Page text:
Photographer: Johannes Hjorth, Publicity Designer: Ed Bankes

Pembroke New Cellars can be a challenging space to work in, not least when working with a cast of eleven in a largely naturalistic production with ambitious set and tech. However, this is what Myles O’Gorman delivers with his production of Sean O’Casey’s heart-rending The Plough and the Stars about the inhabitants of a tenement in Dublin during the violence of the Easter Rising in 1916. The set in Act One is thoroughly detailed, complete with whisky decanter, crucifix and lace tablecloth, and a ‘wall’ cleverly constructed from washing lines and laundry, the cosy domesticity of which slowly degenerates into bare wooden boxes beneath a shattered window.

“Beautifully unnerving”

Praise must be given to the Irish accents that the whole cast manage, as well as the sense of boisterous community always verging on dissension created by the energy of so many actors in such a small space. Annabel Bolton, in the role of motherly charwoman Mrs Gogan, enters with an endearing animation that she maintains throughout, until the warfare outside finally reduces even her to tears, a moment at which the spirit of the community appears to be truly broken. Equally animated is Ed Paget, excellent as ‘the Young Covey’, instilling the fervent socialist with a mischievous charm and youthful vitality, and providing a frequent source of antagonism for Henry Phillips’ irritable Peter Flynn and Joe Tyler Todd’s Fluther Good. The sight of Paget, Flynn and Todd playing cards at the foot of a coffin later in the play is a poignant counterpoint. Against such appealingly energetic characters, Ellie Gaunt’s soft-spoken Nora Clitheroe seems a little colourless during Act One, but this is understandable considering the solemnity of her character, and her performance in the play’s second half, involving heart-breaking sobs and the mental instability of losing everything she holds dear, is certainly moving. Grainne Dromgoole’s Captain Brennan combines a barking voice of encouragement with a pitying awareness of the slaughter, while Freya Ingram gives an affecting performance as an upper-class woman caught in the fighting.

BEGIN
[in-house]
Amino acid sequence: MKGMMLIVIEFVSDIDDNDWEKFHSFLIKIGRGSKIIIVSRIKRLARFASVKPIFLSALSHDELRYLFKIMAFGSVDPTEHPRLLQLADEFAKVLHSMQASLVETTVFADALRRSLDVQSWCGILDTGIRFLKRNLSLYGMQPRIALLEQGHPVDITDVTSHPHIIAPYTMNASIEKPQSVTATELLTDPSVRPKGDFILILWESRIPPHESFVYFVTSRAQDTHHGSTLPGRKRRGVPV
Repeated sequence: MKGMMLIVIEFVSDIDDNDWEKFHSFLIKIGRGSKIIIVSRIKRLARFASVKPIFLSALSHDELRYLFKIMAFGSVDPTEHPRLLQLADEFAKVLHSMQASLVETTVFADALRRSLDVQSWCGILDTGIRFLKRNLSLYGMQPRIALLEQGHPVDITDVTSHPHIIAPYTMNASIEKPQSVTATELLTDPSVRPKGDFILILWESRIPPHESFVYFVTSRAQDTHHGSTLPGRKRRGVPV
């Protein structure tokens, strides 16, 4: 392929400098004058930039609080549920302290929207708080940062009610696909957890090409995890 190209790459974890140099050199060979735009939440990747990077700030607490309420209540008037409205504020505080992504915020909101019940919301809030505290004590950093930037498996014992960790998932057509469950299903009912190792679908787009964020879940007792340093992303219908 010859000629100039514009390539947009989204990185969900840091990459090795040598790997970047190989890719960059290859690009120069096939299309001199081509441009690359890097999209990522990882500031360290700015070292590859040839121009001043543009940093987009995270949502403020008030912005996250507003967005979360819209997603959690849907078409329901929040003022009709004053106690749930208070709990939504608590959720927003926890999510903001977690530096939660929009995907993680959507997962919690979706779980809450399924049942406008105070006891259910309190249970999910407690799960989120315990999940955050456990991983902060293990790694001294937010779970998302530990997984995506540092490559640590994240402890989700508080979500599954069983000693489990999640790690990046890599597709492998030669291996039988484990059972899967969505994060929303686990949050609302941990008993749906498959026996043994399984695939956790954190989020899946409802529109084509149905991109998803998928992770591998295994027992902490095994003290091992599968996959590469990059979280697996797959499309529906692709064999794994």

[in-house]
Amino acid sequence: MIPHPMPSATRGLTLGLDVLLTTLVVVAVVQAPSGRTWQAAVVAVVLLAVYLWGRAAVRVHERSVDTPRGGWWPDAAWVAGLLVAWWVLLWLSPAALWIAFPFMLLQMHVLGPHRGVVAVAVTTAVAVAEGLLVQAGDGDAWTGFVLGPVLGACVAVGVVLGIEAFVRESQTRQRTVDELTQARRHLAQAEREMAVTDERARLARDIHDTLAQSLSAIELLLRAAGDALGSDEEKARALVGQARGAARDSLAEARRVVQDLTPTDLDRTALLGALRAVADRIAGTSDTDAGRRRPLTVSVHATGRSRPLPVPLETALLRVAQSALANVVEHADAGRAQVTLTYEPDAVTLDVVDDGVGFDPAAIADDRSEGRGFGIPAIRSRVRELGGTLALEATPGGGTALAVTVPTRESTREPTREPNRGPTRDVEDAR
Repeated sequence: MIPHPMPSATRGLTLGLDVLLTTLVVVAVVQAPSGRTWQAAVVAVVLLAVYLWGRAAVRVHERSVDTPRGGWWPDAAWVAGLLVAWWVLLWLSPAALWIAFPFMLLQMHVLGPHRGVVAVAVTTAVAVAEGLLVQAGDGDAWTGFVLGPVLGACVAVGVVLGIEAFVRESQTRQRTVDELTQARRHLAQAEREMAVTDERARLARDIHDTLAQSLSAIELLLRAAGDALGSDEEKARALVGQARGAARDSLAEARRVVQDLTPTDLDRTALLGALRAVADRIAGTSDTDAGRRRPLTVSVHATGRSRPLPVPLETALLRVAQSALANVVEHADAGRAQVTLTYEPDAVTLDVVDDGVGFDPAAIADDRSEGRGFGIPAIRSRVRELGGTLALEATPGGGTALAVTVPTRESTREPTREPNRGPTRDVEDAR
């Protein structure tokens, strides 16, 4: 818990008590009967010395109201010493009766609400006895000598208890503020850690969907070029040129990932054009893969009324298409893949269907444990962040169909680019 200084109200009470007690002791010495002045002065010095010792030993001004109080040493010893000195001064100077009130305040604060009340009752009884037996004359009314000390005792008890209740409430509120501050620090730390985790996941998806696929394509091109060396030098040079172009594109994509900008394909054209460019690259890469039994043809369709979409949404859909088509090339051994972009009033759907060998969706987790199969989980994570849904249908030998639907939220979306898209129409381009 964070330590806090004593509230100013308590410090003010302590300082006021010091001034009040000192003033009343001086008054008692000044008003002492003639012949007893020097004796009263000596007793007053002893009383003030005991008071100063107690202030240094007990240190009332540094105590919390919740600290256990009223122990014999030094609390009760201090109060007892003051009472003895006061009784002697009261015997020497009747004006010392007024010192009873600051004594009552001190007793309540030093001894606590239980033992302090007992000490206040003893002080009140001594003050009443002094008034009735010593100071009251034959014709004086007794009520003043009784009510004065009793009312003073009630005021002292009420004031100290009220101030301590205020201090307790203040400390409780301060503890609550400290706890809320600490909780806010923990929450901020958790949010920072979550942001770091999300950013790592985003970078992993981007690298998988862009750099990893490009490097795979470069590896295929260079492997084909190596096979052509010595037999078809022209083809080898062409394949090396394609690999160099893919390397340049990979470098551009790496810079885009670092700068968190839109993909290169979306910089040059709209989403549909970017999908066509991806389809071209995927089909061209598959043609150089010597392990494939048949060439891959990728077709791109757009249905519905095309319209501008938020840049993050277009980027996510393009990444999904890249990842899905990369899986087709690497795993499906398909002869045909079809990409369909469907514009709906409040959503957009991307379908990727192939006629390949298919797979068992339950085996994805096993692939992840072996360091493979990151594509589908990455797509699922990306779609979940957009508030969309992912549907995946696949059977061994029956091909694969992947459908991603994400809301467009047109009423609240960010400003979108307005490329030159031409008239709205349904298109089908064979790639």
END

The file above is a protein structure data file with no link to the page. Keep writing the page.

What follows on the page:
“It delivers the emotional punch it promises with no holding back”

The chorus vocal work in the second half is beautifully unnerving, with percussive chanting during scene transitions and cries of ‘ambulance’ and ‘Red Cross’ from around the space indicating casualties on the street outside. The jovial shepherding of the audience into the foyer during the interval to change the set into the round does not seem entirely necessary, breaking the tragic trance of the play a little too much to warrant the effect of the new playing space. But the tragedy is certainly picked up again afterwards, ending with a harrowing red-lit scene of two nameless English soldiers drinking tea and singing while one of the tenement’s inhabitants lies dead on the floor.

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This is an inventive and deeply haunting rendition of O’Casey’s play. It’s not an easy one to watch, but it delivers the emotional punch it promises with no holding back, enough to stay with you long after the last notes of ‘Keep the Home Fires Burning’

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